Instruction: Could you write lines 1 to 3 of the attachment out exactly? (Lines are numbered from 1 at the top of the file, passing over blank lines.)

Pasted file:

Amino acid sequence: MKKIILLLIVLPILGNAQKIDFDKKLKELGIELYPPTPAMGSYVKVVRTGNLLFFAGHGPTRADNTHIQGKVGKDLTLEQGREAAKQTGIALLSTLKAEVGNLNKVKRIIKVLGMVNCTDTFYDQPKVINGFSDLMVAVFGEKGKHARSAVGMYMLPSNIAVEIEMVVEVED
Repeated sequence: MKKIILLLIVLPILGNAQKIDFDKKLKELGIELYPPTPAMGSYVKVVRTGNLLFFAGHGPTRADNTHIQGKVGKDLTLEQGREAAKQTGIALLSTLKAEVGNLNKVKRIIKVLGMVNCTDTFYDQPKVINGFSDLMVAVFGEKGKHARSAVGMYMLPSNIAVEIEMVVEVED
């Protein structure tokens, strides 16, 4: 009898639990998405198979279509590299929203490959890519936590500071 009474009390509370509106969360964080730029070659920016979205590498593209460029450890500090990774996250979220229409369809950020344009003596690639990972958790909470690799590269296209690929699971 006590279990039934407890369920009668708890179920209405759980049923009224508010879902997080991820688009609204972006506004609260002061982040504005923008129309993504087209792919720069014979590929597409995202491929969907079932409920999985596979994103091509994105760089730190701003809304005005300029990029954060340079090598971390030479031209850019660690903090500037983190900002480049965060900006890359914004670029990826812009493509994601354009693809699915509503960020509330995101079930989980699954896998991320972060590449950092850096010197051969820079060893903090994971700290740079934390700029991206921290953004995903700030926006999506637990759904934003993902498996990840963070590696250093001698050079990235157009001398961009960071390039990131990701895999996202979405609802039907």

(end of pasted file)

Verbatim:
Amino acid sequence: MKKIILLLIVLPILGNAQKIDFDKKLKELGIELYPPTPAMGSYVKVVRTGNLLFFAGHGPTRADNTHIQGKVGKDLTLEQGREAAKQTGIALLSTLKAEVGNLNKVKRIIKVLGMVNCTDTFYDQPKVINGFSDLMVAVFGEKGKHARSAVGMYMLPSNIAVEIEMVVEVED
Repeated sequence: MKKIILLLIVLPILGNAQKIDFDKKLKELGIELYPPTPAMGSYVKVVRTGNLLFFAGHGPTRADNTHIQGKVGKDLTLEQGREAAKQTGIALLSTLKAEVGNLNKVKRIIKVLGMVNCTDTFYDQPKVINGFSDLMVAVFGEKGKHARSAVGMYMLPSNIAVEIEMVVEVED
């Protein structure tokens, strides 16, 4: 009898639990998405198979279509590299929203490959890519936590500071 009474009390509370509106969360964080730029070659920016979205590498593209460029450890500090990774996250979220229409369809950020344009003596690639990972958790909470690799590269296209690929699971 006590279990039934407890369920009668708890179920209405759980049923009224508010879902997080991820688009609204972006506004609260002061982040504005923008129309993504087209792919720069014979590929597409995202491929969907079932409920999985596979994103091509994105760089730190701003809304005005300029990029954060340079090598971390030479031209850019660690903090500037983190900002480049965060900006890359914004670029990826812009493509994601354009693809699915509503960020509330995101079930989980699954896998991320972060590449950092850096010197051969820079060893903090994971700290740079934390700029991206921290953004995903700030926006999506637990759904934003993902498996990840963070590696250093001698050079990235157009001398961009960071390039990131990701895999996202979405609802039907």